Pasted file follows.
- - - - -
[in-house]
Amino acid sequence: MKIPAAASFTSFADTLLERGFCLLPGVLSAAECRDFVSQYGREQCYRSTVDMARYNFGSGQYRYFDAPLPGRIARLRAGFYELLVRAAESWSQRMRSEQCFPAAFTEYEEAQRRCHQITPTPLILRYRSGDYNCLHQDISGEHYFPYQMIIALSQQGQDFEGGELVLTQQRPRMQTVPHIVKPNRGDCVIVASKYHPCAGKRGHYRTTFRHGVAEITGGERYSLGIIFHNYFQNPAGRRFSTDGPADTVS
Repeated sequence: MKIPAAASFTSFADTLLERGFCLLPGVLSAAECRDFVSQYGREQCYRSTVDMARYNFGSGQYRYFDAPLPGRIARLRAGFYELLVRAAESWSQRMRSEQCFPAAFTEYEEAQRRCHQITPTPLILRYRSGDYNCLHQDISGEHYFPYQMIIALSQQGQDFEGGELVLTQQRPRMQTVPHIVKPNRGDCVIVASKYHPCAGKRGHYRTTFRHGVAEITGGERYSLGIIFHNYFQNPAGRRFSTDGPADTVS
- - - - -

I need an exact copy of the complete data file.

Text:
[in-house]
Amino acid sequence: MKIPAAASFTSFADTLLERGFCLLPGVLSAAECRDFVSQYGREQCYRSTVDMARYNFGSGQYRYFDAPLPGRIARLRAGFYELLVRAAESWSQRMRSEQCFPAAFTEYEEAQRRCHQITPTPLILRYRSGDYNCLHQDISGEHYFPYQMIIALSQQGQDFEGGELVLTQQRPRMQTVPHIVKPNRGDCVIVASKYHPCAGKRGHYRTTFRHGVAEITGGERYSLGIIFHNYFQNPAGRRFSTDGPADTVS
Repeated sequence: MKIPAAASFTSFADTLLERGFCLLPGVLSAAECRDFVSQYGREQCYRSTVDMARYNFGSGQYRYFDAPLPGRIARLRAGFYELLVRAAESWSQRMRSEQCFPAAFTEYEEAQRRCHQITPTPLILRYRSGDYNCLHQDISGEHYFPYQMIIALSQQGQDFEGGELVLTQQRPRMQTVPHIVKPNRGDCVIVASKYHPCAGKRGHYRTTFRHGVAEITGGERYSLGIIFHNYFQNPAGRRFSTDGPADTVS